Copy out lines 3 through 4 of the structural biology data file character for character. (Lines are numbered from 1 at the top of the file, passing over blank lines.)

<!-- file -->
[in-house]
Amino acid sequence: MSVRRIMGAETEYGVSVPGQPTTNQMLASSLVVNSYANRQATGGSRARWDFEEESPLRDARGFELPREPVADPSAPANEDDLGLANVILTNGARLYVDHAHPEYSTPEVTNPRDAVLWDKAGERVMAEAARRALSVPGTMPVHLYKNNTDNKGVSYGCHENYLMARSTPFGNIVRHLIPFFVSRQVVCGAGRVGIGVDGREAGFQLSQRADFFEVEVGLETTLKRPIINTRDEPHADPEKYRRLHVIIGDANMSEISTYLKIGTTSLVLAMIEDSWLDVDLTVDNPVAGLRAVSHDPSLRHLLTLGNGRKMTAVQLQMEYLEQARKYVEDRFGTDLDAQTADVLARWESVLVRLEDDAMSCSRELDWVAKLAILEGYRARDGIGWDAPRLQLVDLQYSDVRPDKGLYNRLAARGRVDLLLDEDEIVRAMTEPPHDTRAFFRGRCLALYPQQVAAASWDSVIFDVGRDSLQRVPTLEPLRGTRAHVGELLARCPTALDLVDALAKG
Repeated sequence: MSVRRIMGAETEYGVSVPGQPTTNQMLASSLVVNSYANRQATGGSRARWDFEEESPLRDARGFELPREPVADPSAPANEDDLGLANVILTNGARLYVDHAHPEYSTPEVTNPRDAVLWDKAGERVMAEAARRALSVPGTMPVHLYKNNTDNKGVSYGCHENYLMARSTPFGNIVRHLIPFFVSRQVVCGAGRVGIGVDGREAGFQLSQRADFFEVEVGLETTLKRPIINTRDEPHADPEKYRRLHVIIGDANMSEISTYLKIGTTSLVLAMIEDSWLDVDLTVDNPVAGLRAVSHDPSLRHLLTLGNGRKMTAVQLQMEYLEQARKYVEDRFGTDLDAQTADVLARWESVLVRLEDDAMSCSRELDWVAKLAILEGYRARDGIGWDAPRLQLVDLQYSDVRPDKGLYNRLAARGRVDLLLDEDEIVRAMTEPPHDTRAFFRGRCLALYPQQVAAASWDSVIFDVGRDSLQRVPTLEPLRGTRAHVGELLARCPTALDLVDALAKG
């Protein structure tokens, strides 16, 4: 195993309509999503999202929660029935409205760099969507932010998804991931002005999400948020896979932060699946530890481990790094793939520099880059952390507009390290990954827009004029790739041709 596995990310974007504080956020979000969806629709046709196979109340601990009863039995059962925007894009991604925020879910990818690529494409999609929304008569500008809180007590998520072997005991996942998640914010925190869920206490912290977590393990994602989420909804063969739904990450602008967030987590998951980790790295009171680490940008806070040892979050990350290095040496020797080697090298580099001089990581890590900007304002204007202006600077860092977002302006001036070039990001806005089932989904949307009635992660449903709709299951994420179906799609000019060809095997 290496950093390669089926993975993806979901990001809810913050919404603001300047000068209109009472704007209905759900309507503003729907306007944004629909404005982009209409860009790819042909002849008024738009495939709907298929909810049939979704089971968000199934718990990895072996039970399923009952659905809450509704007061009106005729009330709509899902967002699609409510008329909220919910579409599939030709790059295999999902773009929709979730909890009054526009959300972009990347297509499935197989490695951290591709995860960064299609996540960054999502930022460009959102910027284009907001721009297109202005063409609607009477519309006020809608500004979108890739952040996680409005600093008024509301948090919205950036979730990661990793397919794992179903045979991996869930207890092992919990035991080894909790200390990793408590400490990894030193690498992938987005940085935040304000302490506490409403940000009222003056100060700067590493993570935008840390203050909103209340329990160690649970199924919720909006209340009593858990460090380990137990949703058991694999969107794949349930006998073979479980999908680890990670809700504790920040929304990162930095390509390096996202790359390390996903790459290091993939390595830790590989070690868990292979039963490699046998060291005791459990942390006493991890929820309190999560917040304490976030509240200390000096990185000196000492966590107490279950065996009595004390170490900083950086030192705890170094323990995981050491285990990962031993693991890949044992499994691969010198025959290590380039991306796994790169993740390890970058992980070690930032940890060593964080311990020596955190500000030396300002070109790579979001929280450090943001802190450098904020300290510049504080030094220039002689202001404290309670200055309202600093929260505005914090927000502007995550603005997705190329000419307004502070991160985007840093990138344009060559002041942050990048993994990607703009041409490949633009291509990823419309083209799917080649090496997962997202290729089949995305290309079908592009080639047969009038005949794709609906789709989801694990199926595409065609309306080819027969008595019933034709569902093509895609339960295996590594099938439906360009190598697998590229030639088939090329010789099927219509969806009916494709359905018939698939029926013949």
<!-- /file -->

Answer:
Repeated sequence: MSVRRIMGAETEYGVSVPGQPTTNQMLASSLVVNSYANRQATGGSRARWDFEEESPLRDARGFELPREPVADPSAPANEDDLGLANVILTNGARLYVDHAHPEYSTPEVTNPRDAVLWDKAGERVMAEAARRALSVPGTMPVHLYKNNTDNKGVSYGCHENYLMARSTPFGNIVRHLIPFFVSRQVVCGAGRVGIGVDGREAGFQLSQRADFFEVEVGLETTLKRPIINTRDEPHADPEKYRRLHVIIGDANMSEISTYLKIGTTSLVLAMIEDSWLDVDLTVDNPVAGLRAVSHDPSLRHLLTLGNGRKMTAVQLQMEYLEQARKYVEDRFGTDLDAQTADVLARWESVLVRLEDDAMSCSRELDWVAKLAILEGYRARDGIGWDAPRLQLVDLQYSDVRPDKGLYNRLAARGRVDLLLDEDEIVRAMTEPPHDTRAFFRGRCLALYPQQVAAASWDSVIFDVGRDSLQRVPTLEPLRGTRAHVGELLARCPTALDLVDALAKG
């Protein structure tokens, strides 16, 4: 195993309509999503999202929660029935409205760099969507932010998804991931002005999400948020896979932060699946530890481990790094793939520099880059952390507009390290990954827009004029790739041709 596995990310974007504080956020979000969806629709046709196979109340601990009863039995059962925007894009991604925020879910990818690529494409999609929304008569500008809180007590998520072997005991996942998640914010925190869920206490912290977590393990994602989420909804063969739904990450602008967030987590998951980790790295009171680490940008806070040892979050990350290095040496020797080697090298580099001089990581890590900007304002204007202006600077860092977002302006001036070039990001806005089932989904949307009635992660449903709709299951994420179906799609000019060809095997 290496950093390669089926993975993806979901990001809810913050919404603001300047000068209109009472704007209905759900309507503003729907306007944004629909404005982009209409860009790819042909002849008024738009495939709907298929909810049939979704089971968000199934718990990895072996039970399923009952659905809450509704007061009106005729009330709509899902967002699609409510008329909220919910579409599939030709790059295999999902773009929709979730909890009054526009959300972009990347297509499935197989490695951290591709995860960064299609996540960054999502930022460009959102910027284009907001721009297109202005063409609607009477519309006020809608500004979108890739952040996680409005600093008024509301948090919205950036979730990661990793397919794992179903045979991996869930207890092992919990035991080894909790200390990793408590400490990894030193690498992938987005940085935040304000302490506490409403940000009222003056100060700067590493993570935008840390203050909103209340329990160690649970199924919720909006209340009593858990460090380990137990949703058991694999969107794949349930006998073979479980999908680890990670809700504790920040929304990162930095390509390096996202790359390390996903790459290091993939390595830790590989070690868990292979039963490699046998060291005791459990942390006493991890929820309190999560917040304490976030509240200390000096990185000196000492966590107490279950065996009595004390170490900083950086030192705890170094323990995981050491285990990962031993693991890949044992499994691969010198025959290590380039991306796994790169993740390890970058992980070690930032940890060593964080311990020596955190500000030396300002070109790579979001929280450090943001802190450098904020300290510049504080030094220039002689202001404290309670200055309202600093929260505005914090927000502007995550603005997705190329000419307004502070991160985007840093990138344009060559002041942050990048993994990607703009041409490949633009291509990823419309083209799917080649090496997962997202290729089949995305290309079908592009080639047969009038005949794709609906789709989801694990199926595409065609309306080819027969008595019933034709569902093509895609339960295996590594099938439906360009190598697998590229030639088939090329010789099927219509969806009916494709359905018939698939029926013949």